A California Update


By Utsav Gupta DSC_1008

California is often seen as a leader in environmental policy in the United States. It was the first state to adopt a cap-and-trade program, and currently enjoys the largest solar power market in the country. This article provides an update on the current happenings in California environmental policy.

Just this month, California has: (1) formed a climate deal with China, (2) passed a bill redefining residential rate structures, (3) signed into law a bill on fracking requiring regulations to open up the Monterey Shale to the practice, and (4) passed a bill that makes significant changes to the California Environmental Quality Act.

First, Californian and Chinese officials have announced a climate deal wherein the two sovereigns will work together on clean energy technology and research to reduce greenhouse gases. The agreement calls for a two-year commitment during which both countries will work together on and share new low-carbon technologies.

Second, the California Assembly passed AB 327, which redefines the solar net metering and electricity rate structures. It is on its way for an expected signature by Governor Jerry Brown. The bill was originally attacked by the solar energy industry, which later became a supporter when the bill was amended to extend the solar net metering program. The bill is a rare example of several traditionally opposed groups – utilities, the solar industry, and ratepayer advocates – working together.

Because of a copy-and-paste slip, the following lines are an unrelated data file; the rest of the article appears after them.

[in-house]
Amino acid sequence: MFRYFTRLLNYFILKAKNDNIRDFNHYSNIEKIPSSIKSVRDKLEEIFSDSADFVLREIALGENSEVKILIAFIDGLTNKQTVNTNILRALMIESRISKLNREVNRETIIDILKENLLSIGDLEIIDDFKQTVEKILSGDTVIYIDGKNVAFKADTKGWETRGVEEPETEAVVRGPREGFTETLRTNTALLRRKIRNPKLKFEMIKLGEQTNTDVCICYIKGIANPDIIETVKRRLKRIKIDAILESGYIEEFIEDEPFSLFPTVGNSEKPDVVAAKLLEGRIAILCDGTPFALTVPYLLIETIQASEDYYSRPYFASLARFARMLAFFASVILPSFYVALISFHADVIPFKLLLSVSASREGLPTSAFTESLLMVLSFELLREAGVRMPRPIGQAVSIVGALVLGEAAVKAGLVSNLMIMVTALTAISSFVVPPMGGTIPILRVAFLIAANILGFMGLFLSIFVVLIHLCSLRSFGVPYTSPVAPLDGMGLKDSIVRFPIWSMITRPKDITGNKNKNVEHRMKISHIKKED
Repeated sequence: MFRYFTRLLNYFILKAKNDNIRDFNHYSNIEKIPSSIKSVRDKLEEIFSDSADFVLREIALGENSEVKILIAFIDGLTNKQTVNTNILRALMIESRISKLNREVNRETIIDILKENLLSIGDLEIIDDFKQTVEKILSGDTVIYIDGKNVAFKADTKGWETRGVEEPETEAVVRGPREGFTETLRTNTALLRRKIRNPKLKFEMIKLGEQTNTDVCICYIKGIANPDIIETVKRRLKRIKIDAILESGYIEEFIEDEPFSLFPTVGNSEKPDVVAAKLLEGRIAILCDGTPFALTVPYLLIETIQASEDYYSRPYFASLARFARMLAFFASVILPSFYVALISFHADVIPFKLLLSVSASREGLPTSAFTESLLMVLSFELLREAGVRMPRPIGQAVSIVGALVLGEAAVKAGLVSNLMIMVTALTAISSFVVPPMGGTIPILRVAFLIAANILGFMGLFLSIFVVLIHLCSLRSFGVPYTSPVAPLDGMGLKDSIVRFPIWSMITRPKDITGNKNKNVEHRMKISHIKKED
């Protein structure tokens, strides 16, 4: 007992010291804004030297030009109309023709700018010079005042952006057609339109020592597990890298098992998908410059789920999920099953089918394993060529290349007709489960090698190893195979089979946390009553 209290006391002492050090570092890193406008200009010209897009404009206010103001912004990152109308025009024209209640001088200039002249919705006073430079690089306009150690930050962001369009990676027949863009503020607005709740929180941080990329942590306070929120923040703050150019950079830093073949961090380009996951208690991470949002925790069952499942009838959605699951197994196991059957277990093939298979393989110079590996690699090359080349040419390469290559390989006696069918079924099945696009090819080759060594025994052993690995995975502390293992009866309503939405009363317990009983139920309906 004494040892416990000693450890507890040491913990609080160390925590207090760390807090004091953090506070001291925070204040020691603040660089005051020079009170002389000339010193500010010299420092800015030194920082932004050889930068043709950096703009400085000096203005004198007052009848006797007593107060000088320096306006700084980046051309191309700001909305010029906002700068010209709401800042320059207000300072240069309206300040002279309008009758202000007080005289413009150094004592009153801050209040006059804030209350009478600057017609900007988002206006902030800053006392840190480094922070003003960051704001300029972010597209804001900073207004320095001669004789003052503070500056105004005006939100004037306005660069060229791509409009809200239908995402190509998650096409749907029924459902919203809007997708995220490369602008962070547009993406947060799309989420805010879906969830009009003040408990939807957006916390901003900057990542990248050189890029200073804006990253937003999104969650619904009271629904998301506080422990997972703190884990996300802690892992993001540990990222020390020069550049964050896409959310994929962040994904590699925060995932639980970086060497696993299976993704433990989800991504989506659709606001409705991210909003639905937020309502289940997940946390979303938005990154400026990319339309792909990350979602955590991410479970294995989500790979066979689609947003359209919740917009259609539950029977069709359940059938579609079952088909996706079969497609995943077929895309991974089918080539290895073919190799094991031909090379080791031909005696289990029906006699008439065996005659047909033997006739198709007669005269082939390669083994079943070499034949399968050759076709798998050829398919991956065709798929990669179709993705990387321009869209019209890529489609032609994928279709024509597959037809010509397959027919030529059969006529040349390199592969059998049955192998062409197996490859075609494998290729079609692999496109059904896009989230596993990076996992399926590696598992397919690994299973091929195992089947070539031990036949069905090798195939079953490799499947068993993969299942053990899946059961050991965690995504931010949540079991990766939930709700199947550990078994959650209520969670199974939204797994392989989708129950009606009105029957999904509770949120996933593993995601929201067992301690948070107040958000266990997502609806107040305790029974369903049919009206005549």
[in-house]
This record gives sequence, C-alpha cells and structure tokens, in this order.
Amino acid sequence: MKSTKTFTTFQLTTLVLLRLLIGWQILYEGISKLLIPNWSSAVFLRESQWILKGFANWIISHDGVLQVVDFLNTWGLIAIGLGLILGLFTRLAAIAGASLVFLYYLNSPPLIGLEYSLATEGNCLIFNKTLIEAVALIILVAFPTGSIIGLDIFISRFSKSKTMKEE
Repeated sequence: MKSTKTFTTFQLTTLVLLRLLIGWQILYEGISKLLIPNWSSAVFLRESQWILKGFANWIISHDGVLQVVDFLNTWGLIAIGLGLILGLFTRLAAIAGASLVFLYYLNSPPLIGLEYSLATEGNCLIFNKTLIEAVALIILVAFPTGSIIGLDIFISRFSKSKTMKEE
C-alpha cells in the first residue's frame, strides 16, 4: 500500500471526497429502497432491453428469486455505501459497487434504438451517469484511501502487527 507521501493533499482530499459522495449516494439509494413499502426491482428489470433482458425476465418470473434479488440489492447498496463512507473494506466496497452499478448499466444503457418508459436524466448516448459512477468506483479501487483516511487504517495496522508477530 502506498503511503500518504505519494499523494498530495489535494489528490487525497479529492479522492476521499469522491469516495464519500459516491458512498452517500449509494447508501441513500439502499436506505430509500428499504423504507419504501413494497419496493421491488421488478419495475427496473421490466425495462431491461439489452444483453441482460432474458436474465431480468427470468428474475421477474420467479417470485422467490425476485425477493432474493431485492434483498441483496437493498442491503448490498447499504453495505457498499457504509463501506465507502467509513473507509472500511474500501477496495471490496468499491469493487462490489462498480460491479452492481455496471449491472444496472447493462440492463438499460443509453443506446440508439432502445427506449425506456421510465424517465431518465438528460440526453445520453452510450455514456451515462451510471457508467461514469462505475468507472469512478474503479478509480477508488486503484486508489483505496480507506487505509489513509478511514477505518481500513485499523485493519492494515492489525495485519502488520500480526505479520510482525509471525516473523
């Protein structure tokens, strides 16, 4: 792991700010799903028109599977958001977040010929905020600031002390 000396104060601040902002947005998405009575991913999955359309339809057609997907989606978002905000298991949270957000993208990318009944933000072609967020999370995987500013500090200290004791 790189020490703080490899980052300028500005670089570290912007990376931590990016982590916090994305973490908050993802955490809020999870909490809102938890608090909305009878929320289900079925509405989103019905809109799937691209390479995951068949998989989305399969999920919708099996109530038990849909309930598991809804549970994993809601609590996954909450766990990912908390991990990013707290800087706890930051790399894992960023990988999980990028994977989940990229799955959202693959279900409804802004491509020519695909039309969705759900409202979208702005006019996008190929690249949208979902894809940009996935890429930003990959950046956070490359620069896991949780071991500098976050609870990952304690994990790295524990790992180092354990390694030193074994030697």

Third, Governor Jerry Brown signed into law California’s first regulation on fracking.  The bill “makes it possible for oil companies to unlock California’s vast Monterey Shale deposit.” The bill drew opposition from environmentalists and the oil industry, each feeling that the legislation did not go far enough.

Fourth, the Californian legislature has approved changes to the landmark California Environmental Quality Act. The amendment was made to exempt urban projects from certain environmental reviews concerning parking and aesthetics and to speed up environmental litigation. The changes are short of the rollback sought by business leaders, and was supported by labor and environmental organizations.

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